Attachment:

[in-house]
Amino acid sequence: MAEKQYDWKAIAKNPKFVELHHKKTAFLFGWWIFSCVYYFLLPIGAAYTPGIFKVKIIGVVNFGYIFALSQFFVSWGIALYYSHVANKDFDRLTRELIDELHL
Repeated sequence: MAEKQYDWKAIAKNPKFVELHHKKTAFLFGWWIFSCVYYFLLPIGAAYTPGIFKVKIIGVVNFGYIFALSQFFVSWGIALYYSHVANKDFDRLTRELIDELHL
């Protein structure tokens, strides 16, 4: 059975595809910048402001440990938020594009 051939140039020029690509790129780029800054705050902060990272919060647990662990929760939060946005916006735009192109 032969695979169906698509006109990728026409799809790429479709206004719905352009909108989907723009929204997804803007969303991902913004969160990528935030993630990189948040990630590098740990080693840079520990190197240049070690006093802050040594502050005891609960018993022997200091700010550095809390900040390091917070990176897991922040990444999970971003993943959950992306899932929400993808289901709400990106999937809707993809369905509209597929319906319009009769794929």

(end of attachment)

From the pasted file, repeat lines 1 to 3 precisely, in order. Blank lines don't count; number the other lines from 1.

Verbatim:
[in-house]
Amino acid sequence: MAEKQYDWKAIAKNPKFVELHHKKTAFLFGWWIFSCVYYFLLPIGAAYTPGIFKVKIIGVVNFGYIFALSQFFVSWGIALYYSHVANKDFDRLTRELIDELHL
Repeated sequence: MAEKQYDWKAIAKNPKFVELHHKKTAFLFGWWIFSCVYYFLLPIGAAYTPGIFKVKIIGVVNFGYIFALSQFFVSWGIALYYSHVANKDFDRLTRELIDELHL